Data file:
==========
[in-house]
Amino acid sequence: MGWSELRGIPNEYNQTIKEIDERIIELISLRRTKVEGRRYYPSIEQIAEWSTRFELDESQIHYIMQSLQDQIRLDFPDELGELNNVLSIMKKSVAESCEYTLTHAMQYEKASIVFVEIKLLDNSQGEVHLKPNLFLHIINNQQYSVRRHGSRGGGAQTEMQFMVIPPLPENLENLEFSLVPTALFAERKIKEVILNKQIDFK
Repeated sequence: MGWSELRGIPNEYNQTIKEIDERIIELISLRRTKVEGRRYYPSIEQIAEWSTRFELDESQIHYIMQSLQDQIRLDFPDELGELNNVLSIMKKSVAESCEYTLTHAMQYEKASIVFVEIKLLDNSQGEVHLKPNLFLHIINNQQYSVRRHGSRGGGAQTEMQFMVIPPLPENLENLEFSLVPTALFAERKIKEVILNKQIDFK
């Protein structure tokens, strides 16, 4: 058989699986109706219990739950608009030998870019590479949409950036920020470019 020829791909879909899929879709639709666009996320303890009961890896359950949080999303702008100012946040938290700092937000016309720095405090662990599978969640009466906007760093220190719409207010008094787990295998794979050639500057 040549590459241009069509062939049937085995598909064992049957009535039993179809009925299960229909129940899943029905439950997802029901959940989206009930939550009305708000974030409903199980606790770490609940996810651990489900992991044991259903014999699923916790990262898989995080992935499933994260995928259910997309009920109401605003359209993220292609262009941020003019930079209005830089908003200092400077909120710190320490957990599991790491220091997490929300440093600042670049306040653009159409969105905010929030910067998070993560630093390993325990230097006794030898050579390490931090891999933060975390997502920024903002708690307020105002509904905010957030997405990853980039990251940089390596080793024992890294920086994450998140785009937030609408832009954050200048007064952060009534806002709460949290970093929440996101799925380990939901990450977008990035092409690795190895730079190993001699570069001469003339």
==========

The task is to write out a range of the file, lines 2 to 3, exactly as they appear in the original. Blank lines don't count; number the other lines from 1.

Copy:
Amino acid sequence: MGWSELRGIPNEYNQTIKEIDERIIELISLRRTKVEGRRYYPSIEQIAEWSTRFELDESQIHYIMQSLQDQIRLDFPDELGELNNVLSIMKKSVAESCEYTLTHAMQYEKASIVFVEIKLLDNSQGEVHLKPNLFLHIINNQQYSVRRHGSRGGGAQTEMQFMVIPPLPENLENLEFSLVPTALFAERKIKEVILNKQIDFK
Repeated sequence: MGWSELRGIPNEYNQTIKEIDERIIELISLRRTKVEGRRYYPSIEQIAEWSTRFELDESQIHYIMQSLQDQIRLDFPDELGELNNVLSIMKKSVAESCEYTLTHAMQYEKASIVFVEIKLLDNSQGEVHLKPNLFLHIINNQQYSVRRHGSRGGGAQTEMQFMVIPPLPENLENLEFSLVPTALFAERKIKEVILNKQIDFK